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Aging (Albany NY). 2017 Feb 2;9(2):408-418. doi: 10.18632/aging.101167.

Impact of resistance training on the autophagy-inflammation-apoptosis crosstalk in elderly subjects.

Author information

1
Institute of Biomedicine (IBIOMED), University of León, León, Spain.
2
Division of Clinical Translational Science, Georgia Prevention Institute, Department of Pediatrics, Augusta University, Augusta, GA, USA.
3
Radiobiology Unit, Laboratory of Molecular and Cellular Biology, Institute for Environment, Health and Safety, Belgian Nuclear Research Centre (SCK•CEN), Mol, Belgium.

Abstract

Aging is associated with a decline in autophagy and a state of low-grade inflammation which further affects apoptosis and autophagy. Importantly, these alterations could reverse with regular physical activity. This study assessed the effects of a resistance exercise training program on autophagy, NLRP3 inflammasome, and apoptosis in peripheral blood mononuclear cells (PBMCs) from old subjects. Twenty-six healthy women and men (age, 69.6±1.5 yr) were randomized to a training (TG) or a control (CG) group. TG performed an 8-week resistance training program, while CG followed their daily routines. Protein expression of beclin-1, Atg12, Atg16 and LAMP-2 increased following the training program, while expression of p62/SQSTM1 and phosphorylation of ULK-1 at Ser757 were significantly lower. Resistance exercise also induced a decrease in NLRP3 expression and in the caspase-1/procaspase-1 ratio. Expression of Bcl-2 and Bcl-xL, as well as the Bad/BcL-2 ratio were reduced, and there was a significant decrease in the protein content of caspase-3. The results obtained seem to indicate that 8-week resistance training stimulates autophagy, prevents NLRP3 inflammasome activation, and reduces apoptosis in PBMCs from elderly subjects. These data could have a significant impact in prevention and rehabilitation programs currently employed in elderly population.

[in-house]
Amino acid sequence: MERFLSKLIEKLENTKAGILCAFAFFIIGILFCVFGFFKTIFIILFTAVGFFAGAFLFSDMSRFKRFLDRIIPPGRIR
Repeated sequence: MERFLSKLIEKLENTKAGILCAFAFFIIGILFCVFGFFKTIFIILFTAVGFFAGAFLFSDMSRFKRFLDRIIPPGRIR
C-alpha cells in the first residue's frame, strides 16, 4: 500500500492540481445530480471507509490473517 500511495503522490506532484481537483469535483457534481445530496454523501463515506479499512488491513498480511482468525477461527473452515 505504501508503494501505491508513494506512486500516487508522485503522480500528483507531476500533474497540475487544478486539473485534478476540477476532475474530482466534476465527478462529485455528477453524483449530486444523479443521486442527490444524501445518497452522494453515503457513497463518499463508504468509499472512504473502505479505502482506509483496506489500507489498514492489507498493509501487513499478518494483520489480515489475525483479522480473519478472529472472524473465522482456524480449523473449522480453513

KEYWORDS:

apoptosis; autophagy; elderly; inflammasome; resistance exercise

PMID:
28160545
PMCID:
PMC5361672
DOI:
10.18632/aging.101167
[Indexed for MEDLINE]
Free PMC Article

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